From School Library Journal
Kindergarten-Grade 4—This little volume contains more than 50 short stories, each told in only one to three pages. An introduction explains that it was put together by a "Collector of Stories," and the title derives from the hushing of the crowd so that only one voice—that of the storyteller—can be heard. It is an impressive gathering of tales from all over the world. Many are familiar, such as "The Belling of the Cat," "The Good Samaritan," and "The Elephant and the Blind Men." Each one has been retold by McBratney, and they all take on an Aesop-fable quality with often humorous endings. A few of the morals might go over younger children's heads', but even so the selections could be enjoyed by the whole family. It is a book that can be dipped in and out of and would make for a good bedtime read-aloud. Each story contains a spare line drawing done in basic shapes and lines to depict animals, people, and objects; they add little to the text. This is not a particularly impressive volume, but it is worth having since it gathers together so many traditional tales concisely and in one place.—Clare A. Dombrowski, Amesbury Public Library, MA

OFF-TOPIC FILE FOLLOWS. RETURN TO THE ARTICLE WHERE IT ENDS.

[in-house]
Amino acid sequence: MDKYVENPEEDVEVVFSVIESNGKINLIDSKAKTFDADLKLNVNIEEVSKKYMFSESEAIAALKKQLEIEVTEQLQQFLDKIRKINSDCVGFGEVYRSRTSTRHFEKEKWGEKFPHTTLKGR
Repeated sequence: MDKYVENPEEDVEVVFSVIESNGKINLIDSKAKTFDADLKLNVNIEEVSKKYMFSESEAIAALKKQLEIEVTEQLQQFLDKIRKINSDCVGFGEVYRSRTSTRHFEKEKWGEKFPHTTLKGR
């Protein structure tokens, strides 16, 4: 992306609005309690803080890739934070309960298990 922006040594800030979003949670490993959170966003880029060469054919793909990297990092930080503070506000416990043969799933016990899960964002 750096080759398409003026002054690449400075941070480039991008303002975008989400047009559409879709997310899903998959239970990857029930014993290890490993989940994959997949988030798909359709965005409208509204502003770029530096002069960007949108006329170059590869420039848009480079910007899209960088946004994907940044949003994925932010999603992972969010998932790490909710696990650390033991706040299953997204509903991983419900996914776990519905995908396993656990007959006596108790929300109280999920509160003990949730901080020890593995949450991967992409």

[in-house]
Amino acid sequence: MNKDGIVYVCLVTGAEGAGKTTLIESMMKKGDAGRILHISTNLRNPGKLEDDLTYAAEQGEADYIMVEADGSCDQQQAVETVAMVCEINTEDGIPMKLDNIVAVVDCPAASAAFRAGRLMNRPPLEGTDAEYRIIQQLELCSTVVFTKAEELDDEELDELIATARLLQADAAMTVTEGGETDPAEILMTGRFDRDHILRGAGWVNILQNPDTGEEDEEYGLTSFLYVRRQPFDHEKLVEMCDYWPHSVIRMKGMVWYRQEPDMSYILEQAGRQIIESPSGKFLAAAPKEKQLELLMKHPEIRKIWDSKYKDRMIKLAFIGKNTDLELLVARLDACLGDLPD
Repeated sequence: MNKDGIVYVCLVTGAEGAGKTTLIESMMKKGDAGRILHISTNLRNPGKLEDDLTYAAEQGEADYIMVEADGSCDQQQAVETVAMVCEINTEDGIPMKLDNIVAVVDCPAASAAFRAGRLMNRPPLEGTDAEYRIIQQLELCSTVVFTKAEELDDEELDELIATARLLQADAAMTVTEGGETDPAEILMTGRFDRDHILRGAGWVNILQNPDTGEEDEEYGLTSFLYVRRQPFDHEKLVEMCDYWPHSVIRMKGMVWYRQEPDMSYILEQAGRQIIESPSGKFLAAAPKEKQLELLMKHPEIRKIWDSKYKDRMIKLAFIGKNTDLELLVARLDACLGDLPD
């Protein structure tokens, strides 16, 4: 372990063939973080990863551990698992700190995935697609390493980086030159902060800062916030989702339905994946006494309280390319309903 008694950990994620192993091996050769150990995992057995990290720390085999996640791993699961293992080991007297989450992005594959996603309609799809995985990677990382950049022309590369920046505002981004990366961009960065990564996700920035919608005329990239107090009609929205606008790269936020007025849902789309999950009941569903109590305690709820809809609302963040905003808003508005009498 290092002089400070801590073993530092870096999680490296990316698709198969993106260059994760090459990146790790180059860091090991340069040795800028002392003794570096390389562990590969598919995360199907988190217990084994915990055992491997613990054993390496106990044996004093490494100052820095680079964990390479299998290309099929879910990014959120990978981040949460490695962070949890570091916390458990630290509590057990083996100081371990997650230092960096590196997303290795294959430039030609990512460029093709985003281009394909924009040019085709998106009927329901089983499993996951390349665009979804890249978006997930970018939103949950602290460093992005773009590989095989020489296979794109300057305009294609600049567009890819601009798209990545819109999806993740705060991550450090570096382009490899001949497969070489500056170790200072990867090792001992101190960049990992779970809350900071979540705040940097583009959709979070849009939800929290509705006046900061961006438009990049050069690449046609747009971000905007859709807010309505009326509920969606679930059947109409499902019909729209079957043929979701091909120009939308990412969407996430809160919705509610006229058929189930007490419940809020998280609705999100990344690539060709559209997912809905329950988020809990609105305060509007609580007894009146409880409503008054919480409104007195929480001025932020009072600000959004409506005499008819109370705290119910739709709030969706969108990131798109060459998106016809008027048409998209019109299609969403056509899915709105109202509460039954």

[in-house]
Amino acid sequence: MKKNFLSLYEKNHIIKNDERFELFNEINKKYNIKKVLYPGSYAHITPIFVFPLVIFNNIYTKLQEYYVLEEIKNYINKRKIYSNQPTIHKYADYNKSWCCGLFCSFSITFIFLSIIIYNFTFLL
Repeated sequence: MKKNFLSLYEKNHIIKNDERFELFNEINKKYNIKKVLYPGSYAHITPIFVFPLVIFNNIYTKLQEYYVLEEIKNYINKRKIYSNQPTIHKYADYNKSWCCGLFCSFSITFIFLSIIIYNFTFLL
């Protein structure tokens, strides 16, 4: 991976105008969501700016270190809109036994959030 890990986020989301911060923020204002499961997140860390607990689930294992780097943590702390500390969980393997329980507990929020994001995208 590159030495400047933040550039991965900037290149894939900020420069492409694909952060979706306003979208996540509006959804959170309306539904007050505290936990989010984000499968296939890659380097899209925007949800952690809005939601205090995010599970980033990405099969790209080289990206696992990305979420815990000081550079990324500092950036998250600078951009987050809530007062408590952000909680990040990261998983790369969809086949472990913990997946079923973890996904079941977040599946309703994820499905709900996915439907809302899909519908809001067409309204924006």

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An Irish writer best known for the picture book Guess How Much I Love You (1995), McBratney offers an attractive collection of 56 short, pithy traditional stories from around the world, including folktales, fables, and Biblical parables. Most are retold in two or three pages, and some are illustrated with small stylized ink drawings, which add a decorative touch and occasionally underscore a selection’s humor. The tales are well chosen, and the tellings are concise, nimble, and often amusing, but readers who would like to know about the stories’ sources will find no commentary or notes to identify them. Apart from that regrettable limitation, this little volume will fill a need in homes and primary-grade classrooms for tales that are well suited to reading aloud. Grades 2-4. --Carolyn Phelan